A Nairobi Declaration, Soil Initiative for Africa Framework, and the Africa Fertilisers Soil Health 10-year Action Plan was also launched at the Summit.

The summit that ran under the theme: “Listen to the Land”, had outcomes that included a 10-year Action Plan, to deliver concrete action for steps to be taken by African leaders and stakeholders over the next 10 years.

Africa has been reeling from low fertiliser use and poor soil health, undermining sustainable agriculture production and productivity, particularly among communal and smallholder farmers.

The continental leaders’ decision to rejuvenate the ACFD and the setting up of a fertiliser fund by the Africa Development Bank was welcomed by the Zimbabwean leadership, agricultural experts and farmers as it has put the country in line to be the African hub of fertiliser production, research and training.

President Mnangagwa said he was excited that the rest of Africa has come forward to fund it and achieve its mandate.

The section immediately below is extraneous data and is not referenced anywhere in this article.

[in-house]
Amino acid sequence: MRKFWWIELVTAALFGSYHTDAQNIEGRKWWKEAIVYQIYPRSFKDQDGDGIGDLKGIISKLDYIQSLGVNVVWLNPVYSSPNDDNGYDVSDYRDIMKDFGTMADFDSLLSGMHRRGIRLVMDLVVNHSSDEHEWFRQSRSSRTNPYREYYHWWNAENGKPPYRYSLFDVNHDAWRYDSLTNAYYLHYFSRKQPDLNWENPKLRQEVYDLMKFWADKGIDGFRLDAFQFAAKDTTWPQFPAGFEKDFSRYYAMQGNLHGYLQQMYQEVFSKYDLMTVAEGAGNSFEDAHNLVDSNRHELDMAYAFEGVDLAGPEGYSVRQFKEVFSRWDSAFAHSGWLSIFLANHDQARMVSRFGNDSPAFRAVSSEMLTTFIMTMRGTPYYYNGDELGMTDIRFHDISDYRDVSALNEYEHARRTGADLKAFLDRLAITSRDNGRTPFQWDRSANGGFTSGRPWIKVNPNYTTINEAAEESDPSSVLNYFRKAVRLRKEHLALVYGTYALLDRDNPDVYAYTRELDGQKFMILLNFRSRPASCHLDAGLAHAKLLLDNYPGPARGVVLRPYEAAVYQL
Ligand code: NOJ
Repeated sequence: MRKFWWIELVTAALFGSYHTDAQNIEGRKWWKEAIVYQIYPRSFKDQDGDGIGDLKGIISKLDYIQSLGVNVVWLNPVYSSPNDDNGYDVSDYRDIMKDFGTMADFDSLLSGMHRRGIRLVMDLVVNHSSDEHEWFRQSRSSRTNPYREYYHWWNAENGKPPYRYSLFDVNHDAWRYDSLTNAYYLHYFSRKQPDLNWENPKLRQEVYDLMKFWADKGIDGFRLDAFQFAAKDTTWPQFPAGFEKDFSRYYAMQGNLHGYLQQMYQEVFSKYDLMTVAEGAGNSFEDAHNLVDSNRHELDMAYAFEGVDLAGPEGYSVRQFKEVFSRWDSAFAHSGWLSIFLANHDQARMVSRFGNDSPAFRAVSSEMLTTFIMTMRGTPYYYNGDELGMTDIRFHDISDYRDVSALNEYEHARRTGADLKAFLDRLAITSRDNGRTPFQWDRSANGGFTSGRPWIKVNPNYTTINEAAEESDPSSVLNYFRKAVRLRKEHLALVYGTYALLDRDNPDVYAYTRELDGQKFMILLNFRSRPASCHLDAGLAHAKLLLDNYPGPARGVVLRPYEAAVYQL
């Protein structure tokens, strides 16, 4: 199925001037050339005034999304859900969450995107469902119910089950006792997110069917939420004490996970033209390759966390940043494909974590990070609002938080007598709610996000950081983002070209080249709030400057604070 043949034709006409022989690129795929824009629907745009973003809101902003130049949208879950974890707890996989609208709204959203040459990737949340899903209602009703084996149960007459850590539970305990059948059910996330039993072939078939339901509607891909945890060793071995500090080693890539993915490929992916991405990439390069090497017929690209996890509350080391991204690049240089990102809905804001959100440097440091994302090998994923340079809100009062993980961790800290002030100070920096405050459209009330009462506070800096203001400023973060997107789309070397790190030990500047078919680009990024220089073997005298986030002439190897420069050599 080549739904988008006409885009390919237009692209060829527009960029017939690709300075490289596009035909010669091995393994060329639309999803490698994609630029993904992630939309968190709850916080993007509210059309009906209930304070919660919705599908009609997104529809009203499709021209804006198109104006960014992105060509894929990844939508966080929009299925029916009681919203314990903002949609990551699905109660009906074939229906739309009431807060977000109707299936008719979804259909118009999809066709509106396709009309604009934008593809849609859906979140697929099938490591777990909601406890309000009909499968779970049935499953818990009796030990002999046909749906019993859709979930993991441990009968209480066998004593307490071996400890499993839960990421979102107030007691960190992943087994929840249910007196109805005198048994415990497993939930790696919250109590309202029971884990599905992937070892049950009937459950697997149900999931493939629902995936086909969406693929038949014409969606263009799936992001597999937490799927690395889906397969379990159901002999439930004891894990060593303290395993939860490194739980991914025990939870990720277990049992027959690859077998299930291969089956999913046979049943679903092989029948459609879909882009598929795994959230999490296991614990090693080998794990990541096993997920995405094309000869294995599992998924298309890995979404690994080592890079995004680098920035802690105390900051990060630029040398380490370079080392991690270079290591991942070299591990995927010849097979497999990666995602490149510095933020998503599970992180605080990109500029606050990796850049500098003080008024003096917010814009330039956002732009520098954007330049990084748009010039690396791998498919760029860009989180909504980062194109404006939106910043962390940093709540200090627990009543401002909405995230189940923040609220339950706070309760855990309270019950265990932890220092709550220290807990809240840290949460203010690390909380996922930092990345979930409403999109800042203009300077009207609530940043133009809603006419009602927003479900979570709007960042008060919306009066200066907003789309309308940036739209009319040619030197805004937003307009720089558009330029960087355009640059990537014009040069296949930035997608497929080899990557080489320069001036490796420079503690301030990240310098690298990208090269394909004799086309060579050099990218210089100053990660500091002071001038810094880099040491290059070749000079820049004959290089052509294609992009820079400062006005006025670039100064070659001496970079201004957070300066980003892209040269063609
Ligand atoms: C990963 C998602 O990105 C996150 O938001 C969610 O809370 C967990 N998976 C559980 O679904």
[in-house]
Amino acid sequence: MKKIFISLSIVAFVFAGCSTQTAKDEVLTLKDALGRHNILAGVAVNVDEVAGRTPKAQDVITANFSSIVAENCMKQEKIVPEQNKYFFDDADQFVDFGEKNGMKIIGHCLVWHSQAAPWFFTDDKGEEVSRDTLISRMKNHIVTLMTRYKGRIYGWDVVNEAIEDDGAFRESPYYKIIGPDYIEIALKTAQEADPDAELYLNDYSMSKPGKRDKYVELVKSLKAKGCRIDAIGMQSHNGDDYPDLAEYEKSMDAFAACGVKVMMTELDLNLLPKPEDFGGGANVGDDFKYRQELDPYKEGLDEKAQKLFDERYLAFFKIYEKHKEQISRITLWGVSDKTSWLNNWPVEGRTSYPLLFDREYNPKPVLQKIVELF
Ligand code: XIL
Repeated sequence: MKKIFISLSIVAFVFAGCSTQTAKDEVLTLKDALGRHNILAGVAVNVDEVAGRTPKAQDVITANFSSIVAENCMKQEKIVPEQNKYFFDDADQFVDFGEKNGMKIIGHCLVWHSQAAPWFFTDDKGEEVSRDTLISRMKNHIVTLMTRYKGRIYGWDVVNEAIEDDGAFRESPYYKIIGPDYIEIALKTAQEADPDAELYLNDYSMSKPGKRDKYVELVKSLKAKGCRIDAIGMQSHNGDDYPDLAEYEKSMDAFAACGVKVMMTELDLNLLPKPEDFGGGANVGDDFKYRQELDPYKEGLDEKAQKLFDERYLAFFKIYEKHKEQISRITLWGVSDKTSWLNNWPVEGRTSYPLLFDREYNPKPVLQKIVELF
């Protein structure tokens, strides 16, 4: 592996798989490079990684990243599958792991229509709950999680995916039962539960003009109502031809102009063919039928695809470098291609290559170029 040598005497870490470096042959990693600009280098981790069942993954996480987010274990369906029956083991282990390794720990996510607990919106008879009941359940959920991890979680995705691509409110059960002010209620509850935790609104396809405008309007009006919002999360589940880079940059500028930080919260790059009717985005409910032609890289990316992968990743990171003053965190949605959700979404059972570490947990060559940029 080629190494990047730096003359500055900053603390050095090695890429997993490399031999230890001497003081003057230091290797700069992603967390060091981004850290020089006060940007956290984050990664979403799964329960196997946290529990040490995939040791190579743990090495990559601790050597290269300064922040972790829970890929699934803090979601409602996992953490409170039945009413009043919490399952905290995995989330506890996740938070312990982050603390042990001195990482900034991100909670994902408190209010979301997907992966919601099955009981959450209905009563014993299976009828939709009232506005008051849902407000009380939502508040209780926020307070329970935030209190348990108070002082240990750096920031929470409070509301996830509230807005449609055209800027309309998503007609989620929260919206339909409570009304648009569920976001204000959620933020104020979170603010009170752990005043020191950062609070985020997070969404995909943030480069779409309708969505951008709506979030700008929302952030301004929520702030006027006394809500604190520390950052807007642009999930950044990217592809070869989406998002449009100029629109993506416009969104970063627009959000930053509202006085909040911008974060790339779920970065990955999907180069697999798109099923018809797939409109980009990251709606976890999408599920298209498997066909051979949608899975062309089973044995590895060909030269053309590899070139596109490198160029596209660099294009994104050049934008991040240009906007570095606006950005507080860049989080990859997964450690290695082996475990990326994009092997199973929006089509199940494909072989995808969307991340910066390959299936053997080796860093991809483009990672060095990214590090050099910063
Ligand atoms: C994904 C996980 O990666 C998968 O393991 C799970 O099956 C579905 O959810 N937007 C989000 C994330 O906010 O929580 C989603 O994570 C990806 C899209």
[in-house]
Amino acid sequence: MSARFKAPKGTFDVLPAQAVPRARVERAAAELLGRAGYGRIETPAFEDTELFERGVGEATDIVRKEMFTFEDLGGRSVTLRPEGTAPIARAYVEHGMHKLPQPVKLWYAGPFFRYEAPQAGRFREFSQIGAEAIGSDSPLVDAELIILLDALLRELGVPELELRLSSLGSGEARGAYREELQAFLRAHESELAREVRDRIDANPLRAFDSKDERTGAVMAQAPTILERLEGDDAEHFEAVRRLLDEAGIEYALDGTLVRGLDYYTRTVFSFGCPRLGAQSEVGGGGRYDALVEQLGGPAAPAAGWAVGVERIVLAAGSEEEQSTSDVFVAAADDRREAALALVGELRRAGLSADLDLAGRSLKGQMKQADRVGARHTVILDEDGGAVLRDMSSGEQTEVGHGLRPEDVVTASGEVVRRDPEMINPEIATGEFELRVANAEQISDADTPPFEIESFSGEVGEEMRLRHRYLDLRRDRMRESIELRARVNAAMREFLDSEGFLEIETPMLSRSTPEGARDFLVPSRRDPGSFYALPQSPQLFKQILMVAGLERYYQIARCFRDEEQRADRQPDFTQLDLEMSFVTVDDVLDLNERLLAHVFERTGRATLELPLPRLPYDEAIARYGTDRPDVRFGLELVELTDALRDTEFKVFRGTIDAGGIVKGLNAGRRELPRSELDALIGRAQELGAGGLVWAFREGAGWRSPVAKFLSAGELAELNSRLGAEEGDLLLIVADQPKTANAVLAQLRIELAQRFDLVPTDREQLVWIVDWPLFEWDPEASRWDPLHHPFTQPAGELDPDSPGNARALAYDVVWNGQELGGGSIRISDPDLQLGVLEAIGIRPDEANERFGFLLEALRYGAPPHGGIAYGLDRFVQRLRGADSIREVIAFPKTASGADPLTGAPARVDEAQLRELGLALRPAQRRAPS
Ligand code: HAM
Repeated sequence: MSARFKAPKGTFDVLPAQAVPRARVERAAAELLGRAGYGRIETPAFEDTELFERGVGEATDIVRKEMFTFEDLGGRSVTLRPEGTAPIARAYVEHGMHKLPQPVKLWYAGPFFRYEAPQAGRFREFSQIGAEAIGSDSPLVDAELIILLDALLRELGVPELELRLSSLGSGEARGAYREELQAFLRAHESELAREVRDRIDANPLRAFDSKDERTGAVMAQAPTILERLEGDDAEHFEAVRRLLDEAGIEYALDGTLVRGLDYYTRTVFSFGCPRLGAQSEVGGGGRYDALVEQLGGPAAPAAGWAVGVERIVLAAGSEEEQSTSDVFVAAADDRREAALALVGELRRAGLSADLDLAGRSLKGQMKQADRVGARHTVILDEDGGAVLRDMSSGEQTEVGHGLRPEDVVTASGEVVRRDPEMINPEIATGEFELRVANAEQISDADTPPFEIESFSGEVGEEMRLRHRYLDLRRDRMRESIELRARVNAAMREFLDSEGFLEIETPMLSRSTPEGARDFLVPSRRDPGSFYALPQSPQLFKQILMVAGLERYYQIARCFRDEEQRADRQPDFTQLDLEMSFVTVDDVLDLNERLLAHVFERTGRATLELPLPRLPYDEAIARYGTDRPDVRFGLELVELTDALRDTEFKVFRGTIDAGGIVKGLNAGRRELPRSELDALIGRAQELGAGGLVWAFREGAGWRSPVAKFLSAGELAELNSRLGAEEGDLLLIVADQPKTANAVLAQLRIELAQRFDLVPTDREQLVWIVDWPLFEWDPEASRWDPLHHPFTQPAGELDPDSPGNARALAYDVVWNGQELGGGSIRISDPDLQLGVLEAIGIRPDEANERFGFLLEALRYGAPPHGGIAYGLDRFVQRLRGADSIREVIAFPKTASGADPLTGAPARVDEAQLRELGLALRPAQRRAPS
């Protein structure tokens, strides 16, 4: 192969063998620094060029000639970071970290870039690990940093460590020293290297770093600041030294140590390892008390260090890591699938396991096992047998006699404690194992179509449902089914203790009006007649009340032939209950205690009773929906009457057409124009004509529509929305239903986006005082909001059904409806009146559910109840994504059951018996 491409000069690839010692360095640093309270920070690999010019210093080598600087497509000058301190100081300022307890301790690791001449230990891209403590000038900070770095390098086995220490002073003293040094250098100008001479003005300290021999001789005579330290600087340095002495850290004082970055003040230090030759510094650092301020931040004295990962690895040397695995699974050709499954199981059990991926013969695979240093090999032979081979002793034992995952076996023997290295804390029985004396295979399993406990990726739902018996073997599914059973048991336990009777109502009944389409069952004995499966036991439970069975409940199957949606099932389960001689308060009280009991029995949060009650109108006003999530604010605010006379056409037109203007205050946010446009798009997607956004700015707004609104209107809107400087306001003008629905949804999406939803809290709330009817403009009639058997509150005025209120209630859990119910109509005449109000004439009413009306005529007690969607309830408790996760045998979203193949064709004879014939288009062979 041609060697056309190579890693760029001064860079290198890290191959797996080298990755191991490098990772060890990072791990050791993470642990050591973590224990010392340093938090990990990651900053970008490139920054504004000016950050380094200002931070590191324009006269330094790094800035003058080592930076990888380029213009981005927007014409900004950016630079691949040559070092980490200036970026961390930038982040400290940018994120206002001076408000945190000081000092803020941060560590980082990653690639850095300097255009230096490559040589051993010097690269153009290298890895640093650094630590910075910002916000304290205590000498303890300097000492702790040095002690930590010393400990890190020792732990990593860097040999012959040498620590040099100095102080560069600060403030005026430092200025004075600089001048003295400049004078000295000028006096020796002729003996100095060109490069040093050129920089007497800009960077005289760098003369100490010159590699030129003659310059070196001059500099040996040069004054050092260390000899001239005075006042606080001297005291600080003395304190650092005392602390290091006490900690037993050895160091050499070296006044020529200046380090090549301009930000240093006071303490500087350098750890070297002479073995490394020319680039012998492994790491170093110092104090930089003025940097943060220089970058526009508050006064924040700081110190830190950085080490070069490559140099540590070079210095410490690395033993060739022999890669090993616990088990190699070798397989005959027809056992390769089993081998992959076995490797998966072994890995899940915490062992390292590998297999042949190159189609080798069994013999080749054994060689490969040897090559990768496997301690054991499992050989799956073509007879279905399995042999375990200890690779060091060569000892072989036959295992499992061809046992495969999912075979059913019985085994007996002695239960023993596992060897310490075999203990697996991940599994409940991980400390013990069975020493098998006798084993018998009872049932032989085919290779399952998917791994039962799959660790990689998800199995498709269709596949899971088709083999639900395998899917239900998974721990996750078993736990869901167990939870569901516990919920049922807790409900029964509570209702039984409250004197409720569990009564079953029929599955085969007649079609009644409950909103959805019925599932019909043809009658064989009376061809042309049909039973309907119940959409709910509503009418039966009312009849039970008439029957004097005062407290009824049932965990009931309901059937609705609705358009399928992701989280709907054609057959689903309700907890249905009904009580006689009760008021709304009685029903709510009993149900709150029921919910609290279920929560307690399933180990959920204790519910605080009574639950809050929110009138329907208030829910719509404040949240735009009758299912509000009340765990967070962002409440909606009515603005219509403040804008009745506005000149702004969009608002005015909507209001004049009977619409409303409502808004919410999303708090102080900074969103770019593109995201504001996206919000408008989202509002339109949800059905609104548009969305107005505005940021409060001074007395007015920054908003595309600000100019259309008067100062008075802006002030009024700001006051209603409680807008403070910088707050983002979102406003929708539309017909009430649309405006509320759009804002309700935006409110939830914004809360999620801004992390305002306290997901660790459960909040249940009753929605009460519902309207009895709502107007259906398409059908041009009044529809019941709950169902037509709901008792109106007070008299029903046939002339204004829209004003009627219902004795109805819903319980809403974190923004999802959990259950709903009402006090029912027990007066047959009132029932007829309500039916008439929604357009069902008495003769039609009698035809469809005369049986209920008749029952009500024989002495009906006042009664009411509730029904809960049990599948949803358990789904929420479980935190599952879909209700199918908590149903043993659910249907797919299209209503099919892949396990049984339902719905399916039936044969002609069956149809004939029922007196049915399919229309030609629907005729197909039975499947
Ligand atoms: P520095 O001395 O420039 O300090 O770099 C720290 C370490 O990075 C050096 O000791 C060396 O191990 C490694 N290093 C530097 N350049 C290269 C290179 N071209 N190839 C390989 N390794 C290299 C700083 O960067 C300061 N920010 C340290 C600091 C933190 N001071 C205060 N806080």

“It has been dormant, in my view, but now the rest of Africa has realised that it is necessary to capacitate it, that is to provide funding from the AU to make sure that it provides services for which it was created and I am happy that we host the continental centre,” President Mnangagwa said.

He said the ACFD remains a critical cog in promoting research on soil health and fertiliser development.

“We, thus, welcome the commitment to fully operationalise and support the Africa Centre for Fertiliser Development, which was the brainchild of our august body and whose strategic mandate is aligned with the agenda of this summit.”

The revitalisation of the ACFD was described by local agricultural experts and farmers as the panacea to Africa’s poor yields caused by imported fertilisers which do not suit local soils.

Prominent agronomist and fertiliser expert, Mr Irvine Craig, said the decision by African leaders to rejuvenate the ACFD was a noble idea, which will encourage good yields in Africa and help achieve food security.

“It’s a very good idea. Let me start by saying we already have the faculty in the country. I don’t know why it didn’t take off. It was a white elephant. Its revival is sweet news because we need to have our own fertilisers which suit our soil type and the nutritional imbalances,’ Mr Craig said.